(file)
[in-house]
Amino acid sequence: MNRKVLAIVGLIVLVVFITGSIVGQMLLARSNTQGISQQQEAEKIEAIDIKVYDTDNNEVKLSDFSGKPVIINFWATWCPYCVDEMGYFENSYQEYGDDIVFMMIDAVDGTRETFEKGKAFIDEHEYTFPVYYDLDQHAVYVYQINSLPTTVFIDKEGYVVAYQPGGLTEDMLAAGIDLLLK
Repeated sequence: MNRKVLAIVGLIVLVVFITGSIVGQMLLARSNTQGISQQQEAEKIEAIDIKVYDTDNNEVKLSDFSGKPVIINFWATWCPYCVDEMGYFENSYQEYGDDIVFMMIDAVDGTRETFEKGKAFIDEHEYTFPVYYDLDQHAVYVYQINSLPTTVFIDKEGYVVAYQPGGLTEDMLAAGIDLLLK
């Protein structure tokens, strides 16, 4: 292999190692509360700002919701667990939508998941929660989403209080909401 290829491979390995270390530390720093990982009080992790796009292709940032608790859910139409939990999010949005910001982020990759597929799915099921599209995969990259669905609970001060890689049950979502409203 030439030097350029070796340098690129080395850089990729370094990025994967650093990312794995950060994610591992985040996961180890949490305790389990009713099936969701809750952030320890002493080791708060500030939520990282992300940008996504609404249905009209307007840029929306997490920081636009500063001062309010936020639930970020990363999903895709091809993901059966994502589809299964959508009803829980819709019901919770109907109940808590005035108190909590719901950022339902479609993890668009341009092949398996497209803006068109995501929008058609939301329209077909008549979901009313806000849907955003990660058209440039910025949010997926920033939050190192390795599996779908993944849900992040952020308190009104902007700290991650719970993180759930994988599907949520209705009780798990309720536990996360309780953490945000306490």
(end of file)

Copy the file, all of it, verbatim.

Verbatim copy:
[in-house]
Amino acid sequence: MNRKVLAIVGLIVLVVFITGSIVGQMLLARSNTQGISQQQEAEKIEAIDIKVYDTDNNEVKLSDFSGKPVIINFWATWCPYCVDEMGYFENSYQEYGDDIVFMMIDAVDGTRETFEKGKAFIDEHEYTFPVYYDLDQHAVYVYQINSLPTTVFIDKEGYVVAYQPGGLTEDMLAAGIDLLLK
Repeated sequence: MNRKVLAIVGLIVLVVFITGSIVGQMLLARSNTQGISQQQEAEKIEAIDIKVYDTDNNEVKLSDFSGKPVIINFWATWCPYCVDEMGYFENSYQEYGDDIVFMMIDAVDGTRETFEKGKAFIDEHEYTFPVYYDLDQHAVYVYQINSLPTTVFIDKEGYVVAYQPGGLTEDMLAAGIDLLLK
């Protein structure tokens, strides 16, 4: 292999190692509360700002919701667990939508998941929660989403209080909401 290829491979390995270390530390720093990982009080992790796009292709940032608790859910139409939990999010949005910001982020990759597929799915099921599209995969990259669905609970001060890689049950979502409203 030439030097350029070796340098690129080395850089990729370094990025994967650093990312794995950060994610591992985040996961180890949490305790389990009713099936969701809750952030320890002493080791708060500030939520990282992300940008996504609404249905009209307007840029929306997490920081636009500063001062309010936020639930970020990363999903895709091809993901059966994502589809299964959508009803829980819709019901919770109907109940808590005035108190909590719901950022339902479609993890668009341009092949398996497209803006068109995501929008058609939301329209077909008549979901009313806000849907955003990660058209440039910025949010997926920033939050190192390795599996779908993944849900992040952020308190009104902007700290991650719970993180759930994988599907949520209705009780798990309720536990996360309780953490945000306490």